Actor Dick van Patten, 86 (!), best remembered for his starring in the 1970s television series Eight Is Enough, has died. The series was based on the writings of journalist Tom Braden (Braden could be seen on television programs like 60 Minutes giving his take on world events), who had more kids than most people could afford. People didn't bitch about it back then the way they would bitch about the Duggars when they had more than twice as many. Of course, Braden and his wife weren't involved in any scandals, either. Van Patton's character was named "Tom Bradford," I guess to avoid confusion as Braden was still very much active.
Neither was van Patten. He started out as a juvenile actor, and for some people who were of his generation (and even the few still around who are older), he was also remembered for his part as Nels in the live television drama I Remember Mama. Not many episodes of the series survive.
Interesting to note van Patten, who was married for more than 60 years, had a son named Nels. He was also involved in selling premium dog food. He co-founded the company Natural Balance and could be seen in advertisements about it.
Van Patten died of diabetic complications.
He appeared in this episode of Mama, not the best print quality in the world:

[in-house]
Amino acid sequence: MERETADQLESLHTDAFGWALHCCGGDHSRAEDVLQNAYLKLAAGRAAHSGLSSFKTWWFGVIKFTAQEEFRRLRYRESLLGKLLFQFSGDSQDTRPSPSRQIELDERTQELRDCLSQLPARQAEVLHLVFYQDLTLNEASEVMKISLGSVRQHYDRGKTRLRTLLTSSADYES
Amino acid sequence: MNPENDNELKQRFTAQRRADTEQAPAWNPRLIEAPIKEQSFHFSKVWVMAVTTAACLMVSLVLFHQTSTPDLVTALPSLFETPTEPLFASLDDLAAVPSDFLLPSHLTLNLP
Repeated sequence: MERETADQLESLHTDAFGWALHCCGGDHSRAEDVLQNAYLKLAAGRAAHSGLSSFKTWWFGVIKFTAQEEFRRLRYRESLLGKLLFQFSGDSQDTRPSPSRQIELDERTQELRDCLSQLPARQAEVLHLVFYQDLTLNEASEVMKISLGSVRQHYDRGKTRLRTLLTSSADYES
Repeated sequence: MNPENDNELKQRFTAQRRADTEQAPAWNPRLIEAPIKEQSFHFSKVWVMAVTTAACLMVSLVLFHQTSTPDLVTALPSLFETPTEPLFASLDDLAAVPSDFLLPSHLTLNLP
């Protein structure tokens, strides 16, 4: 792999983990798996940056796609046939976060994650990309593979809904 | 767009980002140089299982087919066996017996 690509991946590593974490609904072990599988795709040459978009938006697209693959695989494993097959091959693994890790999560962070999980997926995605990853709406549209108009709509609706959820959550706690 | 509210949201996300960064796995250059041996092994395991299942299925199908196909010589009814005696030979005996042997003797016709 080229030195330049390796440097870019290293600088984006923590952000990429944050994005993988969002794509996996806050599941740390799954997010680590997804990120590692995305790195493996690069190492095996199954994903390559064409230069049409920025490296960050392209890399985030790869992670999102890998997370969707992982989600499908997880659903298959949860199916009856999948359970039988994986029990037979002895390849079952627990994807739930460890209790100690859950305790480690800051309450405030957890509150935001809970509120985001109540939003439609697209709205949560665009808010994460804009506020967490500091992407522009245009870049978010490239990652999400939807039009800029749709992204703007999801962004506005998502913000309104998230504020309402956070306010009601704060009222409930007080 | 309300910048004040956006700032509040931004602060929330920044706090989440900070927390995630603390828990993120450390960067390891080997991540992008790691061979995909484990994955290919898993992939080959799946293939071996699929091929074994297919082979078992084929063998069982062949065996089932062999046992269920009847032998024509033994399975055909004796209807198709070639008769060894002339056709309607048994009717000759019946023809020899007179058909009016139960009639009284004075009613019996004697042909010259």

Don Featherstone isn't actually a household name, but his invention, the pink flamingo lawn decorations, were ubiquitous in the 1950s and still can be seen today. He was 79 when he passed away after batting dementia for many years. He created the lawn decorations in 1957.
Movie composer James Horner, 61, was killed in a plane crash yesterday. He composed scores for the hit films Braveheart and Titanic, among his many works.
Horner was piloting the small aircraft when it crashed into a remote area about 60 miles north of Santa Barbara, officials said. An earlier report noted that the plane, which was registered to the composer, had gone down, but the pilot had not been identified._____
Horner's agency, Gorfaine/Schwartz, released the following statement: "Although we are all awaiting official confirmation that our dear friend and client James Horner was in fact the pilot, we are shocked and deeply saddened to learn that his single-engine aircraft was involved in a fatal crash yesterday morning in northern Ventura County. Our thoughts and prayers remain with James’ family at this difficult time. We can offer no further comment for the time being, except to ask that the family’s privacy be respected in the days ahead."
Composer Gunther Schuller, 89, noted for winning a Pulitzer Prize and for fusing jazz with classical music, died Sunday:
Schuller's newfound passion led him to frequent New York jazz clubs, where he became involved in the burgeoning bebop scene in the late 1940s. Although French horn was rarely used in jazz ensembles, Schuller began his jazz career as part of trumpeter Miles Davis' group that recorded the seminal 1949-50 "Birth of the Cool" sessions, which fused jazz and classical techniques. He would go on to perform and record with such jazz greats as J.J. Johnson, Eric Dolphy, Dizzy Gillespie, Ornette Coleman and Charles Mingus. In the mid-1950s, he teamed up with the classically trained jazz pianist John Lewis, musical director of the Modern Jazz Quartet, to form the Modern Jazz Society in an effort to bring jazz and classical music together. Schuller felt musicians from both genres could learn from each other.